Prescription Drugs Are in our Drinking Water: What to do Now?

For indispensable reporting on the coronavirus crisis, the election, and more, subscribe to the Mother Jones Daily newsletter.


The biggest sex story of the day, besides the expensive sex life of the New York Governor, is the revelation that prescription drugs (including sex hormones) are in the drinking water of 41 million Americans. Forget Room 871’s minibar. Maybe Spitzer got horny on tap water.

That drugs are in our water isn’t new news, but the AP’s five-month investigation will be sure to prompt a rush on Brittas and bottled snowmelt from the Alps. It will also probably lead to a reexamination of our wastewater treatment systems, including the policy of spreading sewage sludge on farmland–sort of the stealth turd in the swimming pool of water politics. Sludge, the black goop that comes out of sewage plants, contains drug residues that have the potential to be absorbed into plants and animals and run off into streams. So does the “purified” water that comes out of the same plants, but the sludge has gotten less attention as of late. Now almost forgotten is the high-ranking EPA scientist, David Lewis, who raised a stink over sludge a few years ago. The EPA fired him, though not before he exposed shortfalls in the EPA’s science on sludge and some shady ties between government and industry.

For now, consumers will have to sort out how to deal with the drug-laced water problem on their own. In case you’re wondering, one sure-fire water filtration method for removing pharmaceuticals from your tap is reverse osmosis. In arid Southern California, Orange County began operating a reverse osmosis system late last year that extracts drinking water from sewage (they call it “toilet to tap’). The superior cleanliness of this source relative to drinking water from lakes and rivers might have struck me as ironic–before Spitzer exploded my brain’s irony synapse.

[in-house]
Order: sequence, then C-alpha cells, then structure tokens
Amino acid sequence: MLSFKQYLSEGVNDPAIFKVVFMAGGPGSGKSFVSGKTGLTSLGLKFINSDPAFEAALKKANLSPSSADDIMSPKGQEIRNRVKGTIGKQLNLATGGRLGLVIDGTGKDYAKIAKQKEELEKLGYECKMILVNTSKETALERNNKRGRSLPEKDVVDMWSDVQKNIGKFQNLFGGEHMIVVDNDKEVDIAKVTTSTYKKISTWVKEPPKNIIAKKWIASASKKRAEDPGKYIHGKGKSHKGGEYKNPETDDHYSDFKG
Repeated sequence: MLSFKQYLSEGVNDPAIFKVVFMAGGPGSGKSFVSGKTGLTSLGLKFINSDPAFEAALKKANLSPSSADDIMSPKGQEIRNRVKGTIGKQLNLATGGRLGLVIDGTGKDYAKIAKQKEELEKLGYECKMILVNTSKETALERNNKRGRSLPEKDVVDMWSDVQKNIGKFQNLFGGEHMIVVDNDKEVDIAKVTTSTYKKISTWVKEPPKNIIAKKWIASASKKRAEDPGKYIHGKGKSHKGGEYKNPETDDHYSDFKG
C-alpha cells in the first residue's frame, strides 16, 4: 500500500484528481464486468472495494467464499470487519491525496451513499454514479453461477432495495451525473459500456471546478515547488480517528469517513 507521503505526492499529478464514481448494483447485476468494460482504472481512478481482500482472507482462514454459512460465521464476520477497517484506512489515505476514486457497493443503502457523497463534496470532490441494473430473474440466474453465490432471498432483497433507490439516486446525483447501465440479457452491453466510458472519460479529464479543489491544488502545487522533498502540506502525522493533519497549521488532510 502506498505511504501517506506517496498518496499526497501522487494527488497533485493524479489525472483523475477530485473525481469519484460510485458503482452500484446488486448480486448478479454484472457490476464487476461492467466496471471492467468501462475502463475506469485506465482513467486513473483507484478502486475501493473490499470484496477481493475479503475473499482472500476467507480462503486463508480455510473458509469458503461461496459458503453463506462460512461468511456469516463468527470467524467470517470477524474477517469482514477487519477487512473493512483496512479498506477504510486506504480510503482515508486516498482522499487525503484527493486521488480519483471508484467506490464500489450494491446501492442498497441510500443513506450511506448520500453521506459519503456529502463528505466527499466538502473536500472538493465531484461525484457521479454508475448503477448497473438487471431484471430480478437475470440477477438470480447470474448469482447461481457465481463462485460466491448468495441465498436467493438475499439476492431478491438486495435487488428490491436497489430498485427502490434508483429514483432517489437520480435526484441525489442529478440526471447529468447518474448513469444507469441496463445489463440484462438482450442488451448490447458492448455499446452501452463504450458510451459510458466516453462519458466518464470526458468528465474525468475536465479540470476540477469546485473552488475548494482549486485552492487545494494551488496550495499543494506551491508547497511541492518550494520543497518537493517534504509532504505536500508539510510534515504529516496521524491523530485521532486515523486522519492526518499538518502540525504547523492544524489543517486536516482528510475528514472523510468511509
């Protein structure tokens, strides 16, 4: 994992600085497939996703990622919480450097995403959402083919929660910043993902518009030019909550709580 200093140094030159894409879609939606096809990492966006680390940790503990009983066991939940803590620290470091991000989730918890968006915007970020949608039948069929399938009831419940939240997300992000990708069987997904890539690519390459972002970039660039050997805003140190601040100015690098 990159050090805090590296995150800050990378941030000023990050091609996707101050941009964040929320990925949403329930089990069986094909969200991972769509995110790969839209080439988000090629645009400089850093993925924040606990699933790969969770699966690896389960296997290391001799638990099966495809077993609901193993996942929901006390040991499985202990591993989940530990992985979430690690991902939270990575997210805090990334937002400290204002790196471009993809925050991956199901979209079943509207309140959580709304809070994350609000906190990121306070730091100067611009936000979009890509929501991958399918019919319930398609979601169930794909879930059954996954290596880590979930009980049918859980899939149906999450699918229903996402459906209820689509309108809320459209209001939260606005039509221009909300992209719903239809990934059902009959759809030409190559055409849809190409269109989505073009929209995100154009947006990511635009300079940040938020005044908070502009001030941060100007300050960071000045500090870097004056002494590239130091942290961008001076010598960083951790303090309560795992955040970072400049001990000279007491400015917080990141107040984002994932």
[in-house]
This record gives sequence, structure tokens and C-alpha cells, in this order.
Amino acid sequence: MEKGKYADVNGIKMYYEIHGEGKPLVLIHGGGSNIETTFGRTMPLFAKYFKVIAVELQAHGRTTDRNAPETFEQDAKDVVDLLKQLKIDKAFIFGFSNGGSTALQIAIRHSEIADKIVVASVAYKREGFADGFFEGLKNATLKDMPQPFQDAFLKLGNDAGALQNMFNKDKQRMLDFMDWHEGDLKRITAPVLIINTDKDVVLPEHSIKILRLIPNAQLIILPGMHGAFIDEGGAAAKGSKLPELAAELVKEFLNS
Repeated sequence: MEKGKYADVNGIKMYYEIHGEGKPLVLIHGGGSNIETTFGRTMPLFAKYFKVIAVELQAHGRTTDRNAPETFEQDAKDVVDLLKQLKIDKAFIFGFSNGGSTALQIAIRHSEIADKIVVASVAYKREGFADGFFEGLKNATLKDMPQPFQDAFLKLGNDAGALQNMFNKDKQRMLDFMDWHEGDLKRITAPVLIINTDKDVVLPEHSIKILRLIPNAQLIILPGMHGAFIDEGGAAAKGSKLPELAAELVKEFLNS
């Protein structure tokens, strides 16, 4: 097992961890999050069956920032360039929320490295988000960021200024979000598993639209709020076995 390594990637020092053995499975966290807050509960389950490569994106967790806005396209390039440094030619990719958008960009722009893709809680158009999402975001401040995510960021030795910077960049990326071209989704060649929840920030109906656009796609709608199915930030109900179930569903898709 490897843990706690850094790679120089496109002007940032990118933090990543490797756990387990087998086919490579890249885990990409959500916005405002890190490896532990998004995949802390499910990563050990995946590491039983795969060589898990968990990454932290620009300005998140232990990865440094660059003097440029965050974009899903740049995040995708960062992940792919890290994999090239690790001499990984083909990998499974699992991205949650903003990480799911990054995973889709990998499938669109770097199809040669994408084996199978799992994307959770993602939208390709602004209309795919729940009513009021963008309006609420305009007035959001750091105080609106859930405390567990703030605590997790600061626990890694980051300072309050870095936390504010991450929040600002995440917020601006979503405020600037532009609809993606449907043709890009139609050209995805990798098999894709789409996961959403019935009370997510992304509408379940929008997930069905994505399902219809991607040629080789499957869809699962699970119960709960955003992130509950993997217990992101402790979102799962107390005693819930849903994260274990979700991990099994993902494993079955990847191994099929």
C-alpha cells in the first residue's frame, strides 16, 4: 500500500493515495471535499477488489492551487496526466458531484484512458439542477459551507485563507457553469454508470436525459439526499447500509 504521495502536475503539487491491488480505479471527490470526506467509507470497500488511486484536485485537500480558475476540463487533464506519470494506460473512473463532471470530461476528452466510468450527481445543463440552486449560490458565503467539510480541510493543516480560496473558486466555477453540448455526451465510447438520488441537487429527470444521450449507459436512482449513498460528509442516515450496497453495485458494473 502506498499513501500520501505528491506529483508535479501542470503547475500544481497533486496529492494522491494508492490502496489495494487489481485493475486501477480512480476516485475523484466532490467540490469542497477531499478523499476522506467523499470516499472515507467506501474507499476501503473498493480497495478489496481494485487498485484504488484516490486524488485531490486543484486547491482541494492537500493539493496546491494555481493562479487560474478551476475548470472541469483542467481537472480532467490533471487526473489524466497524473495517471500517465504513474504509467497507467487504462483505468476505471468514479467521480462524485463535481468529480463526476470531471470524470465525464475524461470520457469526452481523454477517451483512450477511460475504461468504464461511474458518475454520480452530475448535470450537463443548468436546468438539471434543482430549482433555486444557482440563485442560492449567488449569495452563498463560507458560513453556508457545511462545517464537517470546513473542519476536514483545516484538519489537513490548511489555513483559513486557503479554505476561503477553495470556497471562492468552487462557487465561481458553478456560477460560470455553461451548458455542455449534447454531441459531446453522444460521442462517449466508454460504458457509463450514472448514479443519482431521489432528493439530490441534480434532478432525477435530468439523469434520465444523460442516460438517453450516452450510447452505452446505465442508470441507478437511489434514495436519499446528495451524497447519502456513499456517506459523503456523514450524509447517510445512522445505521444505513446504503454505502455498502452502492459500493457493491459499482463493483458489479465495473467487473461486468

DOES IT FEEL LIKE POLITICS IS AT A BREAKING POINT?

Headshot of Editor in Chief of Mother Jones, Clara Jeffery

It sure feels that way to me, and here at Mother Jones, we’ve been thinking a lot about what journalism needs to do differently, and how we can have the biggest impact.

We kept coming back to one word: corruption. Democracy and the rule of law being undermined by those with wealth and power for their own gain. So we're launching an ambitious Mother Jones Corruption Project to do deep, time-intensive reporting on systemic corruption, and asking the MoJo community to help crowdfund it.

We aim to hire, build a team, and give them the time and space needed to understand how we got here and how we might get out. We want to dig into the forces and decisions that have allowed massive conflicts of interest, influence peddling, and win-at-all-costs politics to flourish.

It's unlike anything we've done, and we have seed funding to get started, but we're looking to raise $500,000 from readers by July when we'll be making key budgeting decisions—and the more resources we have by then, the deeper we can dig. If our plan sounds good to you, please help kickstart it with a tax-deductible donation today.

Thanks for reading—whether or not you can pitch in today, or ever, I'm glad you're with us.

Signed by Clara Jeffery

Clara Jeffery, Editor-in-Chief

payment methods

We Recommend

Latest